Rowland’s final attempt at solo work was the 1999 album “My Beauty.” It was made of up of Rowland’s interpretations of “classic songs,” and sold poorly.

Just when you think that all is lost for Dexys Midnight Runners…

2003 brought a new, six piece version of the band, with the new name “Dexys.”

dexy's_precious
(amazon.com)

“Let’s Make This Precious,” a greatest hits album was released in September 2003, and a successful (British) tour followed. Two new songs,  ”Manhood” and “My Life in England”, were touted as (new) singles. Despite national radio exposure in England, neither was officially released as a commercial single!

In 2007, a new single “It’s OK Johanna,” appeared on Dexys  social site.

dexys_soar
(amazon.com)

Dexys latest album, “One Day I’m Going To Soar,” was released in June 2012.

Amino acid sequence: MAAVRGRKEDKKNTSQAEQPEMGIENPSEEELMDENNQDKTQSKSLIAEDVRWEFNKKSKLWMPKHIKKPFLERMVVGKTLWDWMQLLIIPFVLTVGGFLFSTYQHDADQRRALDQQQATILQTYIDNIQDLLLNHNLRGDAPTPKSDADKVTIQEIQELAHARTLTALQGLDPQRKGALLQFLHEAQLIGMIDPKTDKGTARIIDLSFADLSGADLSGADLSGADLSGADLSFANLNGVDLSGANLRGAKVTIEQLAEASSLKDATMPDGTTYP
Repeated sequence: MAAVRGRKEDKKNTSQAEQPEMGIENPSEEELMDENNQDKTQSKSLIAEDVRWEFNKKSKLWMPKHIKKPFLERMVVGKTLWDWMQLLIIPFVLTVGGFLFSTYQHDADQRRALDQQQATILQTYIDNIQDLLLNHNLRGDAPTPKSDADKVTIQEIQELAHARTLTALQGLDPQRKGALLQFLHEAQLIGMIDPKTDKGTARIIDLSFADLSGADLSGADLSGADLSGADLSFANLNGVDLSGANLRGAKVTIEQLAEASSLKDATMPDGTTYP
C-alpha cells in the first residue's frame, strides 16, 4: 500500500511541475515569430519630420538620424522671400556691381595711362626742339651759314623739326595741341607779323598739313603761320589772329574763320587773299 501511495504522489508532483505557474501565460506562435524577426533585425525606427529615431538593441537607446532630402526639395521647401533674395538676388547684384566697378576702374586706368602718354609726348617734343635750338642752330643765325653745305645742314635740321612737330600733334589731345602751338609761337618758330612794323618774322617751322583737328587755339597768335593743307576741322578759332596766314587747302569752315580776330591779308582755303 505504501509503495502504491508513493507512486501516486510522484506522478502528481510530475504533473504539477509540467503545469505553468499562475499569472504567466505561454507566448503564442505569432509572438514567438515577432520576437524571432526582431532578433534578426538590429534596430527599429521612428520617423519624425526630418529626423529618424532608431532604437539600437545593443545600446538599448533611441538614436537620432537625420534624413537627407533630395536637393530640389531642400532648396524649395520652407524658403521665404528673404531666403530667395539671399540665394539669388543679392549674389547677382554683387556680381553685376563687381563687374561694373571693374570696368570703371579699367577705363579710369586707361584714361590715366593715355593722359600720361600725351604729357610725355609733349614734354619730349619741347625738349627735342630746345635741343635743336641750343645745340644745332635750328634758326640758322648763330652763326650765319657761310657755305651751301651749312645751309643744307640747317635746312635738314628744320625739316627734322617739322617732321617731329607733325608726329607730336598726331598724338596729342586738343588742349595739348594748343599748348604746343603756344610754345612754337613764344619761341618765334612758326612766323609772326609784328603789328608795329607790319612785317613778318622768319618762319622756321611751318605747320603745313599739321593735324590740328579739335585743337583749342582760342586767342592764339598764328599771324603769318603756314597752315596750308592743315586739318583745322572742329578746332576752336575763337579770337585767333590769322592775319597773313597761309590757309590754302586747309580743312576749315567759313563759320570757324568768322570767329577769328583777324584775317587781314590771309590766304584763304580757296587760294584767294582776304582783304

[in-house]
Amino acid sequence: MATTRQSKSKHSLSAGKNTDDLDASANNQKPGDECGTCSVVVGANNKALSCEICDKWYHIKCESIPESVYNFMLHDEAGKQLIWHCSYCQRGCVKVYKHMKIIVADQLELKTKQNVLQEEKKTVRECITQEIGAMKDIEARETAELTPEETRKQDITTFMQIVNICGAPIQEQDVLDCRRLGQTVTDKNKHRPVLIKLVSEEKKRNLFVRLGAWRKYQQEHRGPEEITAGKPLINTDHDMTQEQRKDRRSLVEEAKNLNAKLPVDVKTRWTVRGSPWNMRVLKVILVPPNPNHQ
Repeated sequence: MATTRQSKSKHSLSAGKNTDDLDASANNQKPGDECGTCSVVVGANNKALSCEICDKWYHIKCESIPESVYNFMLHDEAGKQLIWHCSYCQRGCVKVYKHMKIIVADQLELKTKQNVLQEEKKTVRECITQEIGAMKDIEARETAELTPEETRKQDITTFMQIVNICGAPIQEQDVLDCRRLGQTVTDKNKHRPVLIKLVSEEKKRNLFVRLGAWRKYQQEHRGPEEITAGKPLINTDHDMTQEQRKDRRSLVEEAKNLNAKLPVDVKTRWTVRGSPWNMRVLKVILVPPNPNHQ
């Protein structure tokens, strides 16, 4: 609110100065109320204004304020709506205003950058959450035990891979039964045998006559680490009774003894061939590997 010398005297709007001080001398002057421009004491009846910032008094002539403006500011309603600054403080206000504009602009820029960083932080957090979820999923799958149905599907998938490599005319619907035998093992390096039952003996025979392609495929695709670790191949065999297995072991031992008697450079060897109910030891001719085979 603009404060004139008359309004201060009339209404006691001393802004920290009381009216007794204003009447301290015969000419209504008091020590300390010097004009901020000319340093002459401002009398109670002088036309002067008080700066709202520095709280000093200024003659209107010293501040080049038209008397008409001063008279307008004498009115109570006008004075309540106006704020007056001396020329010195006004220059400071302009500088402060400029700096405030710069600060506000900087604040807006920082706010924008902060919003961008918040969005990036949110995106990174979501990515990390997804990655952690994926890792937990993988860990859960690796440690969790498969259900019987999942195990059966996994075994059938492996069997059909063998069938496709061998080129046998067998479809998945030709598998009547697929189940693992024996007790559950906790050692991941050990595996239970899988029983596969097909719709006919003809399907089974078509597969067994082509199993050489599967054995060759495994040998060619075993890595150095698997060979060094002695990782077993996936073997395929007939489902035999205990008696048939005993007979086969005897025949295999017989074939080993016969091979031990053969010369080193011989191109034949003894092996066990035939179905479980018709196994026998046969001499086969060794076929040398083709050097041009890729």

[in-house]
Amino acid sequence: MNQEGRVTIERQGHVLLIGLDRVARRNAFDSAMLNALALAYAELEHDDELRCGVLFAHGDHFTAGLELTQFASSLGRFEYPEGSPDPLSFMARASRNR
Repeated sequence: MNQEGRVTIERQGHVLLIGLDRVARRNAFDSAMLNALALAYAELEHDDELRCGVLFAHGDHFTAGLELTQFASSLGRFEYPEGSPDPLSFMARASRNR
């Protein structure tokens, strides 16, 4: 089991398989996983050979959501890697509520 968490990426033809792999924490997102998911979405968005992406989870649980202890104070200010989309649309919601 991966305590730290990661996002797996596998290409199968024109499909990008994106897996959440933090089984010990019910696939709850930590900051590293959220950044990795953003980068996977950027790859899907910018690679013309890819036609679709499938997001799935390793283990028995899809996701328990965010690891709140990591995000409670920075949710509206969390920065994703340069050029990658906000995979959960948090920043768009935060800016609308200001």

In the past year, Dexys has played several shows in and around London, and had played in Amsterdam.

You might find it interesting to know that in researching this article, I came across a list of former members of Dexys Midnight Runners…I counted 39 people…then, there’s Kevin Rowland, Jim Paterson, Pete Williams, and Lucy Morgan who are listed as current “Dexys!”

No matter what the future may bring “Dexys,” they’ll always have one of “Jersey’s Favorite Hits!”

Check out “Dexy’s” official site by clicking here.

Dexys_Comp
Cut 4, on just one of many 80′s compilation CDs. (Craig Allen photo)